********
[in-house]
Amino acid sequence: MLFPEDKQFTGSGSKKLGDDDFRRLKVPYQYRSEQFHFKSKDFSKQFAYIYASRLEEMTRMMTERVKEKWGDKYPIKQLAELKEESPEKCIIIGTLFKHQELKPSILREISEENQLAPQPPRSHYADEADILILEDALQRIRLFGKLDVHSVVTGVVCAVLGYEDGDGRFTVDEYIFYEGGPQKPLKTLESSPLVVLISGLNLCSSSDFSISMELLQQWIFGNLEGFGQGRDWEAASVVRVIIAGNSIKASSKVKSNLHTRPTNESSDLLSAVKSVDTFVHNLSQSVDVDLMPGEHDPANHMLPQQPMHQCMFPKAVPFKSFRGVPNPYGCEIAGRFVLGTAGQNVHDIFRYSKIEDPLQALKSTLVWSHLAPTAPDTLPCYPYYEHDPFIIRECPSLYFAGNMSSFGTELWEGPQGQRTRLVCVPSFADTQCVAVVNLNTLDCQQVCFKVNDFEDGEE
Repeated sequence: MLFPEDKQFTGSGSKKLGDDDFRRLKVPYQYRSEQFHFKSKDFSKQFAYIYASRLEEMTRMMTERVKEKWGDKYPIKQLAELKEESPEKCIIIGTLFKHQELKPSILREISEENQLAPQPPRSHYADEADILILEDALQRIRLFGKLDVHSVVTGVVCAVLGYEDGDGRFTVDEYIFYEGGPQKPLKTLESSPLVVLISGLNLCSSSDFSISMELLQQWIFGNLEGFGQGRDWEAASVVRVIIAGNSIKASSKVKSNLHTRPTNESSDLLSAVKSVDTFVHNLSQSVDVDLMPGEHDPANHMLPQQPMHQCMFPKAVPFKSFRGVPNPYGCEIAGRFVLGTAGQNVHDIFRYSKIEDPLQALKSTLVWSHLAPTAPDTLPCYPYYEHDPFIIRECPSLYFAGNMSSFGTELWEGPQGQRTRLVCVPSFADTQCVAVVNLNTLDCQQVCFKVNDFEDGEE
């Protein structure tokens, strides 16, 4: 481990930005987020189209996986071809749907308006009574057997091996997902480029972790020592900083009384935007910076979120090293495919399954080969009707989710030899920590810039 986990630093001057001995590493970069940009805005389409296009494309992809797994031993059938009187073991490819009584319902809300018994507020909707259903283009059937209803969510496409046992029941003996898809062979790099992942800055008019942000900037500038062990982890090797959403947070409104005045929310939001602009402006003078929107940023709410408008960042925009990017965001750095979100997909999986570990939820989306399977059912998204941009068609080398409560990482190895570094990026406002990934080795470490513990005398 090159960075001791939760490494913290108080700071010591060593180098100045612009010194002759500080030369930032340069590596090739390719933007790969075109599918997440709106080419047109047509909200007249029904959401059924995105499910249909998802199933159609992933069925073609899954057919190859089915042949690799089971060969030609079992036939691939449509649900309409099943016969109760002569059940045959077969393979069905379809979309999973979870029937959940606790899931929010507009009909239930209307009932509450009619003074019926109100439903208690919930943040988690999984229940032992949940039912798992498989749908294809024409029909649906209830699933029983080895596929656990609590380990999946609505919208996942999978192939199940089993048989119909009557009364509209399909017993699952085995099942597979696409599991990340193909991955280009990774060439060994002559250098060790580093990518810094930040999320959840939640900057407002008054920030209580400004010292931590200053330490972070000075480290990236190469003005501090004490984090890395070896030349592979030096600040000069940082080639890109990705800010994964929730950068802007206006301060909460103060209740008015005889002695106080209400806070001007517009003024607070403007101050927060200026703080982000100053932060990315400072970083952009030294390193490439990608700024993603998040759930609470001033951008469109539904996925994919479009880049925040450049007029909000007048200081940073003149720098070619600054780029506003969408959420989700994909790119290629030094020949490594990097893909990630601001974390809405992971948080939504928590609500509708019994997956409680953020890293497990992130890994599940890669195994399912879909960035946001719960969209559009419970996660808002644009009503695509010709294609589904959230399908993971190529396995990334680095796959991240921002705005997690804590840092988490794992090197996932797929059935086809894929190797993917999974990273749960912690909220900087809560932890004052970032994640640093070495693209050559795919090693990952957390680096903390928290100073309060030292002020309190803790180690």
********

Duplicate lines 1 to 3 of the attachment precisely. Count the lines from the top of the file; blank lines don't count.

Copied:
[in-house]
Amino acid sequence: MLFPEDKQFTGSGSKKLGDDDFRRLKVPYQYRSEQFHFKSKDFSKQFAYIYASRLEEMTRMMTERVKEKWGDKYPIKQLAELKEESPEKCIIIGTLFKHQELKPSILREISEENQLAPQPPRSHYADEADILILEDALQRIRLFGKLDVHSVVTGVVCAVLGYEDGDGRFTVDEYIFYEGGPQKPLKTLESSPLVVLISGLNLCSSSDFSISMELLQQWIFGNLEGFGQGRDWEAASVVRVIIAGNSIKASSKVKSNLHTRPTNESSDLLSAVKSVDTFVHNLSQSVDVDLMPGEHDPANHMLPQQPMHQCMFPKAVPFKSFRGVPNPYGCEIAGRFVLGTAGQNVHDIFRYSKIEDPLQALKSTLVWSHLAPTAPDTLPCYPYYEHDPFIIRECPSLYFAGNMSSFGTELWEGPQGQRTRLVCVPSFADTQCVAVVNLNTLDCQQVCFKVNDFEDGEE
Repeated sequence: MLFPEDKQFTGSGSKKLGDDDFRRLKVPYQYRSEQFHFKSKDFSKQFAYIYASRLEEMTRMMTERVKEKWGDKYPIKQLAELKEESPEKCIIIGTLFKHQELKPSILREISEENQLAPQPPRSHYADEADILILEDALQRIRLFGKLDVHSVVTGVVCAVLGYEDGDGRFTVDEYIFYEGGPQKPLKTLESSPLVVLISGLNLCSSSDFSISMELLQQWIFGNLEGFGQGRDWEAASVVRVIIAGNSIKASSKVKSNLHTRPTNESSDLLSAVKSVDTFVHNLSQSVDVDLMPGEHDPANHMLPQQPMHQCMFPKAVPFKSFRGVPNPYGCEIAGRFVLGTAGQNVHDIFRYSKIEDPLQALKSTLVWSHLAPTAPDTLPCYPYYEHDPFIIRECPSLYFAGNMSSFGTELWEGPQGQRTRLVCVPSFADTQCVAVVNLNTLDCQQVCFKVNDFEDGEE